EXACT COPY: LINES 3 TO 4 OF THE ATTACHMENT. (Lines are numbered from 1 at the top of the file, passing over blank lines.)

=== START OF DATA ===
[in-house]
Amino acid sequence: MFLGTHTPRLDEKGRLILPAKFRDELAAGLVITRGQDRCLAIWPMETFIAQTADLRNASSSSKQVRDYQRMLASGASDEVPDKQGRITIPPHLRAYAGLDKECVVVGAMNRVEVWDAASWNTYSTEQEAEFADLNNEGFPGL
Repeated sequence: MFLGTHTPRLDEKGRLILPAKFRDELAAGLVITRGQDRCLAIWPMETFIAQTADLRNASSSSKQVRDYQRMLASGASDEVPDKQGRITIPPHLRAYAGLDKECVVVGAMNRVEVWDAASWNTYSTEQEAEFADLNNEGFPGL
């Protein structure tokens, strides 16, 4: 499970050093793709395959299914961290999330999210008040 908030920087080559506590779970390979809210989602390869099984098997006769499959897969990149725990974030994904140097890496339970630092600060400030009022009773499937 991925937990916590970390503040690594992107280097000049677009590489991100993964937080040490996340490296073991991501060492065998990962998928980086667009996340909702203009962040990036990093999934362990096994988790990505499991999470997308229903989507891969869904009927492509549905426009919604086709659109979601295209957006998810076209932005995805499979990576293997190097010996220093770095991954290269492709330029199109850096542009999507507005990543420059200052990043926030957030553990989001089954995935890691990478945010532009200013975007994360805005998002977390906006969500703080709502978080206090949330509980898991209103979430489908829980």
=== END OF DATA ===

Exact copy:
Repeated sequence: MFLGTHTPRLDEKGRLILPAKFRDELAAGLVITRGQDRCLAIWPMETFIAQTADLRNASSSSKQVRDYQRMLASGASDEVPDKQGRITIPPHLRAYAGLDKECVVVGAMNRVEVWDAASWNTYSTEQEAEFADLNNEGFPGL
């Protein structure tokens, strides 16, 4: 499970050093793709395959299914961290999330999210008040 908030920087080559506590779970390979809210989602390869099984098997006769499959897969990149725990974030994904140097890496339970630092600060400030009022009773499937 991925937990916590970390503040690594992107280097000049677009590489991100993964937080040490996340490296073991991501060492065998990962998928980086667009996340909702203009962040990036990093999934362990096994988790990505499991999470997308229903989507891969869904009927492509549905426009919604086709659109979601295209957006998810076209932005995805499979990576293997190097010996220093770095991954290269492709330029199109850096542009999507507005990543420059200052990043926030957030553990989001089954995935890691990478945010532009200013975007994360805005998002977390906006969500703080709502978080206090949330509980898991209103979430489908829980």